In the early hours of Tuesday 22 August Kiwi Herring, a 30 year old trans woman and mother of three, was shot dead by police in St Louis, US. Police had been called after Kiwi had allegedly stabbed her neighbour. After an altercation during which one police officer received a “minor injury”, the police opened fire.
The following day around 100 supporters held a vigil in her honour and marched into the road, blocking a junction. A man drove into the protest, knocking over three people — though none was seriously hurt. One witness reported that he was giving them the finger as he accelerated through the crowd.
Kiwi is the 18th known trans person killed this year. Like her, the majority are black women. Kiwi’s family report that her neighbour was transphobic and had been harassing her for some time.
I start here because in any discussion about trans rights it is crucial to begin with a recognition of the reality of trans oppression. The events described above tell a story of structural racism and transphobia, experienced at the hands of the state and of bigoted individuals. They also tell of trans people and supporters refusing to be silent.
And transphobia is rife. According to the Galop Hate Crime Report 2016, some 79 percent of trans people have experienced a hate crime. Of those 32 percent had experienced a violent hate crime (compared to 25 percent of all LGBT people); 16 percent had suffered sexual violence (9 percent of all LGBT). Various studies have shown that up to 41 percent of trans people have attempted suicide, compared to a figure in the general population of less than 1 percent. Trans people are also overrepresented in the prison system.
Donald Trump threw his weight behind the transphobes recently when he tweeted a ban on trans people in the US military, writing that, “Our military must be focused on decisive and overwhelming victory and cannot be burdened with the tremendous medical costs and disruption that transgender in the military would entail.”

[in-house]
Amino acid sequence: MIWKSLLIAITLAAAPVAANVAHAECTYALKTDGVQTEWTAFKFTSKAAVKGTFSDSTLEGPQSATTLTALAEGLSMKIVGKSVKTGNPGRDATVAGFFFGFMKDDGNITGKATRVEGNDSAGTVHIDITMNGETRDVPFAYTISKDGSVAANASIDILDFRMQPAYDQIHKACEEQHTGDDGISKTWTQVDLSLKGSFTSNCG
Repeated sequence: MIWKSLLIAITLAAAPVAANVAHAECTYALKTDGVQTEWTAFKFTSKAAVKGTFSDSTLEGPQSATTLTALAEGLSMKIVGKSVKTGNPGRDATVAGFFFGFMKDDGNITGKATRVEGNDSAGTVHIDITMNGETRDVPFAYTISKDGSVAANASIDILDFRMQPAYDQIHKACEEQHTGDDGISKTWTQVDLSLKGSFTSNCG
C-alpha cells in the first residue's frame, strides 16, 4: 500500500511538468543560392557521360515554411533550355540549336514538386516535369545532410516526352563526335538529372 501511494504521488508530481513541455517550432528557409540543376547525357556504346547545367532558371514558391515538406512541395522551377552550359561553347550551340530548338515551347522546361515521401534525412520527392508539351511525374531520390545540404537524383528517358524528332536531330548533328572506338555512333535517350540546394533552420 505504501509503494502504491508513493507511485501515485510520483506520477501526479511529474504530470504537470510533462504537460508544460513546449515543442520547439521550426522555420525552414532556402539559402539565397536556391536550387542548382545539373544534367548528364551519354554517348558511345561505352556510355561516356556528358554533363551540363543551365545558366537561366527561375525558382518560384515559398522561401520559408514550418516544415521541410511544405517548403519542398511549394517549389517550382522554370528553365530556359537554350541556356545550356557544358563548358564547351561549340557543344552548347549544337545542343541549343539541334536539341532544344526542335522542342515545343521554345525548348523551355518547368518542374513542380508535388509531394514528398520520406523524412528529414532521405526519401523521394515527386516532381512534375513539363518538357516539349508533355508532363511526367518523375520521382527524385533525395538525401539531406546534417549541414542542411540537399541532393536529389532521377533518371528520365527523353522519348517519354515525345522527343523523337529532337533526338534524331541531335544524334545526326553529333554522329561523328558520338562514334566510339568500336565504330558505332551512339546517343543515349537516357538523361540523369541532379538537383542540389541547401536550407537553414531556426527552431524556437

Once again trans people are portrayed as a “burden”, a problem, and one which is couched in medical terms.
All those who want to challenge oppression should recognise the horrific reality of transphobia and support actions that might help make life easier for trans people.
The rise in trans activism in the past few years has forced some of these issues onto the political agenda, with changes in legislation as well as in the language used to talk about gender. This has raised debates about gender, sex, biology and the meaning of liberation which are yet to be resolved and have seen some surprising — and disappointing — dividing lines emerge among feminists, trade unionists and other activists.
A key field for this debate has been around the UK Gender Recognition Act (GRA) of 2004 and the current proposal to consult on changes to the act which would make it easier for trans people to have their gender recognised by law, through self-declaration.
Over the summer this became particularly heated after the Morning Star newspaper published an opinion piece by Kiri Tunks, vice president of the National Union of Teachers (in a personal capacity), which strongly opposed the changes to the GRA, claiming they would render the term “woman” meaningless and threaten “safe spaces”, among other things. This was one in a long line of similar arguments, usually put by radical feminists, portraying trans rights as a threat to women’s rights — or even their safety.
It is important to note that when this issue was debated at NUT conference earlier this year, the delegates overwhelmingly backed the notion of self-identification of gender. Similar debates will take place in other unions over the coming period.
The GRA was a relatively progressive piece of legislation when it was passed in 2004, because it allowed trans people to have their desired gender officially recognised without them having to have gone through gender reassignment surgery. This is important, because some trans people will want surgery, while for others transitioning might mean changing one’s name and pronouns, or taking hormones.
However, the act has huge limitations. In order to be granted a Gender Recognition Certificate a trans person must present their case to the Gender Recognition Panel, a judicial body which legally determines what gender an individual is. The person seeking to change their officially recognised gender must be diagnosed with “gender dysphoria” (that their biological sex and gender identity don’t match); to have lived as their desired gender for at least two years; and to intend to live with their new gender for the rest of their lives.